Christian Metaphysics: Ferdinand Ulrich and Twentieth-Century Thomism

Christian Metaphysics: Ferdinand Ulrich and Twentieth-Century Thomism

JPI 982c
3 Credits

This course will explore the work of the speculative Thomist Ferdinand Ulrich within the context of the “rediscovery of being” in 20th Century neo-Thomism. The first part of the semester will be spent studying fundamental texts by Etienne Gilson and Cornelio Fabro—the founder of “existential Thomism” and the recoverer of the neoplatonic theme of participation in Aquinas, respectively. We will also read some lesser-known Thomists who developed some of the ideas of Gilson and Fabro further. The second part of the course, then, will be a study of principal sections of Ulrich’s Homo Abyssus. Our aim will be to see how Ulrich continues the lines opened up by the other Thomists, how he deepens some of their insights, and how he introduces new ways of interpreting Aquinas through an engagement with modern philosophy.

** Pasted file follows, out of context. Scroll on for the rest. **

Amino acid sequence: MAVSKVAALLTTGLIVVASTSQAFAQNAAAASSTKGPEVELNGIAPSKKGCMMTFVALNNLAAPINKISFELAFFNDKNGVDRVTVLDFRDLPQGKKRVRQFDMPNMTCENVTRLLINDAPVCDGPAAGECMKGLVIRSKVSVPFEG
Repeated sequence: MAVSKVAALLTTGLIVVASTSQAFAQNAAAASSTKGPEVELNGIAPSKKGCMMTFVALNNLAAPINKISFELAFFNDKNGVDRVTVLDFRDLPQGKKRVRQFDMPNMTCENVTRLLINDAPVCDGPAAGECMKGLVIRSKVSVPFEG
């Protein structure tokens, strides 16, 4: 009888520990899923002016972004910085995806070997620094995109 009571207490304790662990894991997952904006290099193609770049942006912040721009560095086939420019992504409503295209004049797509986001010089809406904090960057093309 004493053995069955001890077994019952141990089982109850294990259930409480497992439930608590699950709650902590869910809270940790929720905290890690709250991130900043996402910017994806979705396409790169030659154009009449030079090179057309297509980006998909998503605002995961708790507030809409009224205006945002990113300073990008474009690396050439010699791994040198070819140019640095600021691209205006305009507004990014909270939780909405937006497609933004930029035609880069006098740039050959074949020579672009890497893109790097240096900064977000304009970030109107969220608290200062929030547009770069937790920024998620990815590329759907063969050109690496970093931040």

Selected Texts

Faculty

DC Schindler portrait

D.C. Schindler

Professor of Metaphysics and Anthropology
Ph.D. Program Advisor

Dr. Schindler’s work is concerned above all with shedding light on contemporary cultural challenges and philosophical questions by drawing on the resources of the classical Christian tradition. His principal thematic focus is metaphysics and philosophical anthropology.

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